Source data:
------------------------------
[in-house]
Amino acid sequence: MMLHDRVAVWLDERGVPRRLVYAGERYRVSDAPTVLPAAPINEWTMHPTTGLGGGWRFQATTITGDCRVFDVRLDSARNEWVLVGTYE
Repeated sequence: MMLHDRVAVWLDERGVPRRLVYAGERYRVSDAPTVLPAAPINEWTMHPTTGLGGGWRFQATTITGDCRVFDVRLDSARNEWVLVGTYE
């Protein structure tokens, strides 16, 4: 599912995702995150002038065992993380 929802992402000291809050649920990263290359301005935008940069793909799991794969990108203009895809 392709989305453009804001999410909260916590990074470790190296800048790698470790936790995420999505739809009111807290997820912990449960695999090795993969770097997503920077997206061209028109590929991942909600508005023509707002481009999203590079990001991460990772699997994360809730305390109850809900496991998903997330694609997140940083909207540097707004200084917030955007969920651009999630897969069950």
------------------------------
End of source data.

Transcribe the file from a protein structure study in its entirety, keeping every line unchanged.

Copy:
[in-house]
Amino acid sequence: MMLHDRVAVWLDERGVPRRLVYAGERYRVSDAPTVLPAAPINEWTMHPTTGLGGGWRFQATTITGDCRVFDVRLDSARNEWVLVGTYE
Repeated sequence: MMLHDRVAVWLDERGVPRRLVYAGERYRVSDAPTVLPAAPINEWTMHPTTGLGGGWRFQATTITGDCRVFDVRLDSARNEWVLVGTYE
């Protein structure tokens, strides 16, 4: 599912995702995150002038065992993380 929802992402000291809050649920990263290359301005935008940069793909799991794969990108203009895809 392709989305453009804001999410909260916590990074470790190296800048790698470790936790995420999505739809009111807290997820912990449960695999090795993969770097997503920077997206061209028109590929991942909600508005023509707002481009999203590079990001991460990772699997994360809730305390109850809900496991998903997330694609997140940083909207540097707004200084917030955007969920651009999630897969069950």